It’s been fourteen years, and the horrifying act of violence that did irreversible damage to many families in Ahmedabad finally receives the justice it deserves. Isn’t it better late than never? We don’t believe so because it wasn’t the first time it happened, and it has undoubtedly occurred numerous times in the past. On February 8, 2022, the court convicted 49 people in the serial blasts case, which claimed the lives of 56 people and injured more than 200 others.
On July 26, 2008, 21 explosions ripped through the city in a span of 70 minutes. These bombs exploded in Ahmedabad at various locations, including the state government-run civil hospital, the Ahmedabad Municipal Corporation-run LG Hospital, buses, parked bicycles, cars, and other locations, killing 56 people and injuring around 200. One of the 24 bombs, one at Kalol and one at Naroda, did not detonate.
While the accused held training camps in the forests of Gujarat and Kerala, they assembled bombs in rented facilities in cities such as Ahmedabad, Vadodara, Bharuch, Surat, and Pune.
According to the lawyer, the court stated that the accused were hardened criminals who deserved the death penalty for their terrorist acts. There was no need to show mercy to these accused because they had shown no mercy to innocent people, according to the lawyer, who cited the order.
These accused had incited Muslim youths in the name of retaliation for the post-Godhra riots of 2002, “to remove the anti-Muslim government and to establish an Islamic rule,” according to the lawyer, citing the order.
The plotters of the 2008 Ahmedabad serial bomb blasts had also planned to assassinate then-Gujarat Chief Minister Narendra Modi. One of the accused convicted for the bombings by a special court here admitted before the court in the past, the prosecution said on Friday.
The court convicted the 49 defendants under various sections of the Indian Penal Code, the Unlawful Activities (Prevention) Act, the Explosive Substances Act, and the Damage to Public Property Act. Sections 302 (murder), 307 (attempt to murder), 121 (a) (conspiracy to wage war or attempt to wage war against the nation), 124 (a) (sedition), and Section 16(1)(a)(b) of the UAPA pertaining to terrorist acts were involved.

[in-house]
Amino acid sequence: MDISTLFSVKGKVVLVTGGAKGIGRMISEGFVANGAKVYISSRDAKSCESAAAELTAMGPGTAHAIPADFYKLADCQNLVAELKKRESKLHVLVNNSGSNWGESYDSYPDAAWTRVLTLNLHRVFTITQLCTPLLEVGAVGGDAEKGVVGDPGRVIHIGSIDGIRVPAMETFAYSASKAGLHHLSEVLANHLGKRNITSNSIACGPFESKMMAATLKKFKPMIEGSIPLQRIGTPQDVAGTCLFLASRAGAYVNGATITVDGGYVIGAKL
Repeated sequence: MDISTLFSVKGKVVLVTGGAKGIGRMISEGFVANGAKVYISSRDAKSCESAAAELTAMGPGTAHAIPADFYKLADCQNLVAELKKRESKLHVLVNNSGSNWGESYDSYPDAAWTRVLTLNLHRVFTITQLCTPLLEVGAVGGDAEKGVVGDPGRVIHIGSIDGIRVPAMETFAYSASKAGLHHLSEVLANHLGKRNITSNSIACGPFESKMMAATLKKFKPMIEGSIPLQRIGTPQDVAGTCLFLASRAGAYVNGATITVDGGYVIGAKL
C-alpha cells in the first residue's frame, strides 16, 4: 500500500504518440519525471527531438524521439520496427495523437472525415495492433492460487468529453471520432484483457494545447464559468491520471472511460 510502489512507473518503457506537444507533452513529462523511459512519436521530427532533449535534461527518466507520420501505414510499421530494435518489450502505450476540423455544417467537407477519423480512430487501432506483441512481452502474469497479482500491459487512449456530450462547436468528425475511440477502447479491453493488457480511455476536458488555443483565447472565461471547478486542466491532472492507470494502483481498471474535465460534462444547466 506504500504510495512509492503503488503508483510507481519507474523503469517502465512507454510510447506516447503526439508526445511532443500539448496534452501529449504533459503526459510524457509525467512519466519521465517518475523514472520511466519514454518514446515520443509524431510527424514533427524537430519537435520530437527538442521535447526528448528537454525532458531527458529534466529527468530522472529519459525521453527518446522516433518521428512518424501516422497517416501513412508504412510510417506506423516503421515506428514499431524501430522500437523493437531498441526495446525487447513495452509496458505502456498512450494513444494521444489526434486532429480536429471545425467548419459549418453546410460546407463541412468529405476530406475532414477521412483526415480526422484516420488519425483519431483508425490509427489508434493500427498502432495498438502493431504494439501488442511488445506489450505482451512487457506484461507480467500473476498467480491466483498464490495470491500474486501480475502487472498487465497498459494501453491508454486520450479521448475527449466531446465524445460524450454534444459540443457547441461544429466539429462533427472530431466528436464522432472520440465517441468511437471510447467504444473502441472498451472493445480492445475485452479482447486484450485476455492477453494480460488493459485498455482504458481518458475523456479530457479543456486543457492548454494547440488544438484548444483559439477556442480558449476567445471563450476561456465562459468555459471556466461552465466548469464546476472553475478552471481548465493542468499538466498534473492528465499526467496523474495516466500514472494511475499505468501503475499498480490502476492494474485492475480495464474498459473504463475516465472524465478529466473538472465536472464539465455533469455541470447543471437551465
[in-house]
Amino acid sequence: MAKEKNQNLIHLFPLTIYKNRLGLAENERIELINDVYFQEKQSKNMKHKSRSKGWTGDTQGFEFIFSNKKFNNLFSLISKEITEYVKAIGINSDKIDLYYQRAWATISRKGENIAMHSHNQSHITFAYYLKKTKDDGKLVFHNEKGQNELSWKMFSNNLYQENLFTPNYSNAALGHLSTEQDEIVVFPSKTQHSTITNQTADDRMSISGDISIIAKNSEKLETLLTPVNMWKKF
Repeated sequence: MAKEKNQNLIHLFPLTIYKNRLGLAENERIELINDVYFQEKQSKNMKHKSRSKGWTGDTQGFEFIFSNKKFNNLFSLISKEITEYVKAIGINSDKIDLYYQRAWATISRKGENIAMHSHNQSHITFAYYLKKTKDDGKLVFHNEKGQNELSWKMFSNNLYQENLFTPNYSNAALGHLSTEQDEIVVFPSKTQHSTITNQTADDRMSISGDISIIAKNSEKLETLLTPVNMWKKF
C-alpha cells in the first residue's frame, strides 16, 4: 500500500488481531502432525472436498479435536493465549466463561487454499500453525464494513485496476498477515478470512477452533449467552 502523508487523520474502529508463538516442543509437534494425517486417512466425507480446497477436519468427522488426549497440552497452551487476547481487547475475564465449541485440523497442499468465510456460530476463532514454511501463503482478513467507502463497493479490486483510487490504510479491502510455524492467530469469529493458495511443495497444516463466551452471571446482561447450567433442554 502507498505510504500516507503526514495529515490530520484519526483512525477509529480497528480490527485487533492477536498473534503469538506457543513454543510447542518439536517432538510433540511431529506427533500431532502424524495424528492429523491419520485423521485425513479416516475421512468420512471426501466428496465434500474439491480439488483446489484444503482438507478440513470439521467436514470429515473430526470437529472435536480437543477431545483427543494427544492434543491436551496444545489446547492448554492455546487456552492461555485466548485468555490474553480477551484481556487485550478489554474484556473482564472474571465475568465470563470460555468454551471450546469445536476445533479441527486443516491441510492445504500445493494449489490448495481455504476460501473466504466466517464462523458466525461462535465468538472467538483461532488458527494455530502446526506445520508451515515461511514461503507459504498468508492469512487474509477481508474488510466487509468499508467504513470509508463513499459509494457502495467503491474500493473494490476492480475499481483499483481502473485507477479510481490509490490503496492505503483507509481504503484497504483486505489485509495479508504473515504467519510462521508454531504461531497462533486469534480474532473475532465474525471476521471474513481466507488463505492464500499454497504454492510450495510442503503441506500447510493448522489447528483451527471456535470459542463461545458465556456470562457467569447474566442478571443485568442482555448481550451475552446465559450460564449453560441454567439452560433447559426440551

On Friday, a special court sentenced 38 of the 49 defendants in the 2008 Ahmedabad serial bomb blasts case to death. The remaining 11 convicts were sentenced to life in prison without the possibility of parole. AR Patel, a special judge, acquitted the 28 defendants.
Following the sentencing, Public Prosecutor Sudhir Brahmbhatt told the media that a charge-sheet filed by the Gujarat police in 2010 revealed that the convicts, who were associated with terror outfit Indian Mujahideen, had also planned to assassinate Modi, who is now the Prime Minister.
According to a senior lawyer who read a portion of the 7,000-page verdict, the special court judge also stated in his verdict that the convicts attempted to “kill the then CM Narendra Modi, the then Home Minister of Gujarat Amit Shah, and local MLA Pradipsinh Jadeja, but fortunately, they survived.”
According to the lawyer, the court has noted that nearly 30 of the accused were active members of the banned terror outfit SIMI, which was later reactivated as Indian Mujahideen.
The court also noted that the accused had attempted to target Modi and his then-ministers, including Shah, Nitin Patel, Anandiben Patel, and MLA Jadeja because they were the “elected government” under the Constitution, he said, citing the order.
This is a historic judgement because it is the first time in the history of India that a special court has awarded death penalty to as much as 38 individuals. But the fact that 21% of the sanctioned 24,018 i.e. 5,146 posts for judges in subordinate courts are vacant and 68 posts against the sanctioned strength of 168 are yet to be filled somehow reflects why it took 14 years for a special court to punish the culprits of a well planned terror attack.
Despite the commitment and persistent efforts of the current judges, it is very tough to impart the justice process and it is high time that we consider filling these vacant posts at a war footed pace.
The Indian judiciary is under tremendous pressure due to an ever increasing number of cases and the everlasting shortage of judges. The last two years showed us how the Covid left our medical frontline soldiers exhausted but the protectors of justice are surviving a comparable pressure for decades now.
Prince Pokharna, pen name Yuvraj Pokharna ,is an Independent Journalist and Columnist.